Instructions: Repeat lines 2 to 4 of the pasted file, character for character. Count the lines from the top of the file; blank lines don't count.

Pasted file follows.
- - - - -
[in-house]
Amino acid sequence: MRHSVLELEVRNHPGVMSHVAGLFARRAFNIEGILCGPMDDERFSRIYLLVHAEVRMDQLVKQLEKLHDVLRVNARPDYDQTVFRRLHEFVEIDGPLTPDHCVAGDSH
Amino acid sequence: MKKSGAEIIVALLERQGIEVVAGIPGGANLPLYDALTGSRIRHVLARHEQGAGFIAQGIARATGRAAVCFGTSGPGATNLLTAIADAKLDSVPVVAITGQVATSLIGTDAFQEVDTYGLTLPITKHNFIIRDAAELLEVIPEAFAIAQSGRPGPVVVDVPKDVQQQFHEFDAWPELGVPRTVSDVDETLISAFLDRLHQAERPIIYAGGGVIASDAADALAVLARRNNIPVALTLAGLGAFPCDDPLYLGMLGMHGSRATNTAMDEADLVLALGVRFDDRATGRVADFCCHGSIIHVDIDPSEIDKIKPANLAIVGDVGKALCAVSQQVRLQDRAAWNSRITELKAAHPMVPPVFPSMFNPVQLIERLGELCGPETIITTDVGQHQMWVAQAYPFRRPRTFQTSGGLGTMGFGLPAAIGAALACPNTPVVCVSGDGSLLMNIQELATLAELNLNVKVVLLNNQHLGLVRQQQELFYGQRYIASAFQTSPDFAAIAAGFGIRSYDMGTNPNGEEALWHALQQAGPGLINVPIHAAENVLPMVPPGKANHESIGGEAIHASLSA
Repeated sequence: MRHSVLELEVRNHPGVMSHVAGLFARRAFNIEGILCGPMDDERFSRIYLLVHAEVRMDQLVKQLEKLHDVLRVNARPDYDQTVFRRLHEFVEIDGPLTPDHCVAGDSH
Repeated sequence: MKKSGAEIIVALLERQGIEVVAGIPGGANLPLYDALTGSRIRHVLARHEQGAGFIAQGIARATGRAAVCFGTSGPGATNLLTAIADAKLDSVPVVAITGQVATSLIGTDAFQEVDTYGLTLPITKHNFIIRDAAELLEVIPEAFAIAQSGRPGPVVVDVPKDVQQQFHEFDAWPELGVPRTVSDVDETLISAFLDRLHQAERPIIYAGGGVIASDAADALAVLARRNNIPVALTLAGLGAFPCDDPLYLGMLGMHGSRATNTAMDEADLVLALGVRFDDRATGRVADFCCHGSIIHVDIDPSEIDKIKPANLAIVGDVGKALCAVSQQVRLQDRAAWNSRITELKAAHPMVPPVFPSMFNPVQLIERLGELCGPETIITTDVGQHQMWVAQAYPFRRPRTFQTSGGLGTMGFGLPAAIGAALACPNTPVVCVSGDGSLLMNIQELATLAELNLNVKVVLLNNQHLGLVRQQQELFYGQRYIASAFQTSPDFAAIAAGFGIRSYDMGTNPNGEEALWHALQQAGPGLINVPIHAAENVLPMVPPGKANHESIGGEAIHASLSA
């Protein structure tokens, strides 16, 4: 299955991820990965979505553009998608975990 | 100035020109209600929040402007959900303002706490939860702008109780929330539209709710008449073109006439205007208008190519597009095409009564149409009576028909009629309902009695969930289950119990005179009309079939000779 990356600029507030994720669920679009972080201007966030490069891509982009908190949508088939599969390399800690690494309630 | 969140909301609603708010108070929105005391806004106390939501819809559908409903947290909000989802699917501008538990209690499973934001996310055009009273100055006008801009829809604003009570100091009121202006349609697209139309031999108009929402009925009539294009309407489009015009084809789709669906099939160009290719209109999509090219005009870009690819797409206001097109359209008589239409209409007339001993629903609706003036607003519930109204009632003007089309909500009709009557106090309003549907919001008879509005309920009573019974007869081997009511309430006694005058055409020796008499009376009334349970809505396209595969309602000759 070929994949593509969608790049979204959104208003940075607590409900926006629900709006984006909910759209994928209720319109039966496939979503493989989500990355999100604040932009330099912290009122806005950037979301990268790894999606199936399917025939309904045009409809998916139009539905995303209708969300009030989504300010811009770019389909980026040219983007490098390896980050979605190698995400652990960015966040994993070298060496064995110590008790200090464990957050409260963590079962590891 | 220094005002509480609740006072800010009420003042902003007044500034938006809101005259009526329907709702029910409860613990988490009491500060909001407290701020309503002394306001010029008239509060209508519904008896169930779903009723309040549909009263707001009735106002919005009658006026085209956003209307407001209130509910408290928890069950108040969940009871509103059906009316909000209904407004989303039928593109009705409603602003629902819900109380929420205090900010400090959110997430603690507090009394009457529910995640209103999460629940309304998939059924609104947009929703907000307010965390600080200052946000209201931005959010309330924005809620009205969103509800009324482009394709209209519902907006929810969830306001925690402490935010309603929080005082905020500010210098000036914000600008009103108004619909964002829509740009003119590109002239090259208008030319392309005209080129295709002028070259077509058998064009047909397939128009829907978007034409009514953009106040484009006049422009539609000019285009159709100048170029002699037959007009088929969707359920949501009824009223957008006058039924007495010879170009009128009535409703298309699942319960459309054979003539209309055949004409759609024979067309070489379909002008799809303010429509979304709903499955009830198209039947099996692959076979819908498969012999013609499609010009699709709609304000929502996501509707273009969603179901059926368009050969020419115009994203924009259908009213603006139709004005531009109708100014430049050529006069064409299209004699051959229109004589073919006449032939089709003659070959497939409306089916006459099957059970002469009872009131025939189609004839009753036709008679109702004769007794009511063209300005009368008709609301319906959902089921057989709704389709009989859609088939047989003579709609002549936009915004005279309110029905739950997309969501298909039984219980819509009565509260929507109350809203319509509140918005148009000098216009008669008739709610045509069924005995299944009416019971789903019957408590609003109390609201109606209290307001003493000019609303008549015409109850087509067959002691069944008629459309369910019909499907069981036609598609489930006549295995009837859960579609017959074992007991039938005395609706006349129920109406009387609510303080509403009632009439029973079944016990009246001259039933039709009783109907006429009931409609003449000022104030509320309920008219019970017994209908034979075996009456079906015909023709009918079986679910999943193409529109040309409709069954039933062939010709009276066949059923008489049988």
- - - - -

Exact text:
Amino acid sequence: MRHSVLELEVRNHPGVMSHVAGLFARRAFNIEGILCGPMDDERFSRIYLLVHAEVRMDQLVKQLEKLHDVLRVNARPDYDQTVFRRLHEFVEIDGPLTPDHCVAGDSH
Amino acid sequence: MKKSGAEIIVALLERQGIEVVAGIPGGANLPLYDALTGSRIRHVLARHEQGAGFIAQGIARATGRAAVCFGTSGPGATNLLTAIADAKLDSVPVVAITGQVATSLIGTDAFQEVDTYGLTLPITKHNFIIRDAAELLEVIPEAFAIAQSGRPGPVVVDVPKDVQQQFHEFDAWPELGVPRTVSDVDETLISAFLDRLHQAERPIIYAGGGVIASDAADALAVLARRNNIPVALTLAGLGAFPCDDPLYLGMLGMHGSRATNTAMDEADLVLALGVRFDDRATGRVADFCCHGSIIHVDIDPSEIDKIKPANLAIVGDVGKALCAVSQQVRLQDRAAWNSRITELKAAHPMVPPVFPSMFNPVQLIERLGELCGPETIITTDVGQHQMWVAQAYPFRRPRTFQTSGGLGTMGFGLPAAIGAALACPNTPVVCVSGDGSLLMNIQELATLAELNLNVKVVLLNNQHLGLVRQQQELFYGQRYIASAFQTSPDFAAIAAGFGIRSYDMGTNPNGEEALWHALQQAGPGLINVPIHAAENVLPMVPPGKANHESIGGEAIHASLSA
Repeated sequence: MRHSVLELEVRNHPGVMSHVAGLFARRAFNIEGILCGPMDDERFSRIYLLVHAEVRMDQLVKQLEKLHDVLRVNARPDYDQTVFRRLHEFVEIDGPLTPDHCVAGDSH